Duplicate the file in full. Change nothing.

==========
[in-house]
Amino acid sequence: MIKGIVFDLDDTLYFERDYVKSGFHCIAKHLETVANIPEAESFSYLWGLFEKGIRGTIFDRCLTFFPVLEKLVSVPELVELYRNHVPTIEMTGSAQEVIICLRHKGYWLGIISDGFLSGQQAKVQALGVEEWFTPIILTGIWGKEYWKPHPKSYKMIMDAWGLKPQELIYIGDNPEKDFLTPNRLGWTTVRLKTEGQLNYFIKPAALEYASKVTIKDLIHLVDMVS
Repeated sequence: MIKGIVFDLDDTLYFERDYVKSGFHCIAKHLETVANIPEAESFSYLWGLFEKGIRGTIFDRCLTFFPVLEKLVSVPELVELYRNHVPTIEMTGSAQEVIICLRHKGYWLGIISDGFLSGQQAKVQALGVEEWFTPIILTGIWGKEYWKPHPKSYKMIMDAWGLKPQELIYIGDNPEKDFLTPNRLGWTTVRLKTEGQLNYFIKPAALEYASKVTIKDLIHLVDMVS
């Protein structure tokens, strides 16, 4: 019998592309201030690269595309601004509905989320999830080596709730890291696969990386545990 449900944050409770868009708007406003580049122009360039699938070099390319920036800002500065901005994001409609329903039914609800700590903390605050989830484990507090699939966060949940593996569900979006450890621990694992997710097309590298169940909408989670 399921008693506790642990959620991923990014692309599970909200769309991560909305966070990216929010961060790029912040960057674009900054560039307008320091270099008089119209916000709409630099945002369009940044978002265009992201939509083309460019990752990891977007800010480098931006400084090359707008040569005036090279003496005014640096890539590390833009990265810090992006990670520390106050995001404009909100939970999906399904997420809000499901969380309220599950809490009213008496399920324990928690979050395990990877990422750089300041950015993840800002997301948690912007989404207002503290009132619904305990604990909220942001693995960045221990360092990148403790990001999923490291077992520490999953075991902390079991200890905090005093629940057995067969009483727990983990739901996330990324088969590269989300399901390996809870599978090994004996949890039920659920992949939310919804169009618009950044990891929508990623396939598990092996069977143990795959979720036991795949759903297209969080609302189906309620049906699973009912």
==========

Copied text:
[in-house]
Amino acid sequence: MIKGIVFDLDDTLYFERDYVKSGFHCIAKHLETVANIPEAESFSYLWGLFEKGIRGTIFDRCLTFFPVLEKLVSVPELVELYRNHVPTIEMTGSAQEVIICLRHKGYWLGIISDGFLSGQQAKVQALGVEEWFTPIILTGIWGKEYWKPHPKSYKMIMDAWGLKPQELIYIGDNPEKDFLTPNRLGWTTVRLKTEGQLNYFIKPAALEYASKVTIKDLIHLVDMVS
Repeated sequence: MIKGIVFDLDDTLYFERDYVKSGFHCIAKHLETVANIPEAESFSYLWGLFEKGIRGTIFDRCLTFFPVLEKLVSVPELVELYRNHVPTIEMTGSAQEVIICLRHKGYWLGIISDGFLSGQQAKVQALGVEEWFTPIILTGIWGKEYWKPHPKSYKMIMDAWGLKPQELIYIGDNPEKDFLTPNRLGWTTVRLKTEGQLNYFIKPAALEYASKVTIKDLIHLVDMVS
């Protein structure tokens, strides 16, 4: 019998592309201030690269595309601004509905989320999830080596709730890291696969990386545990 449900944050409770868009708007406003580049122009360039699938070099390319920036800002500065901005994001409609329903039914609800700590903390605050989830484990507090699939966060949940593996569900979006450890621990694992997710097309590298169940909408989670 399921008693506790642990959620991923990014692309599970909200769309991560909305966070990216929010961060790029912040960057674009900054560039307008320091270099008089119209916000709409630099945002369009940044978002265009992201939509083309460019990752990891977007800010480098931006400084090359707008040569005036090279003496005014640096890539590390833009990265810090992006990670520390106050995001404009909100939970999906399904997420809000499901969380309220599950809490009213008496399920324990928690979050395990990877990422750089300041950015993840800002997301948690912007989404207002503290009132619904305990604990909220942001693995960045221990360092990148403790990001999923490291077992520490999953075991902390079991200890905090005093629940057995067969009483727990983990739901996330990324088969590269989300399901390996809870599978090994004996949890039920659920992949939310919804169009618009950044990891929508990623396939598990092996069977143990795959979720036991795949759903297209969080609302189906309620049906699973009912």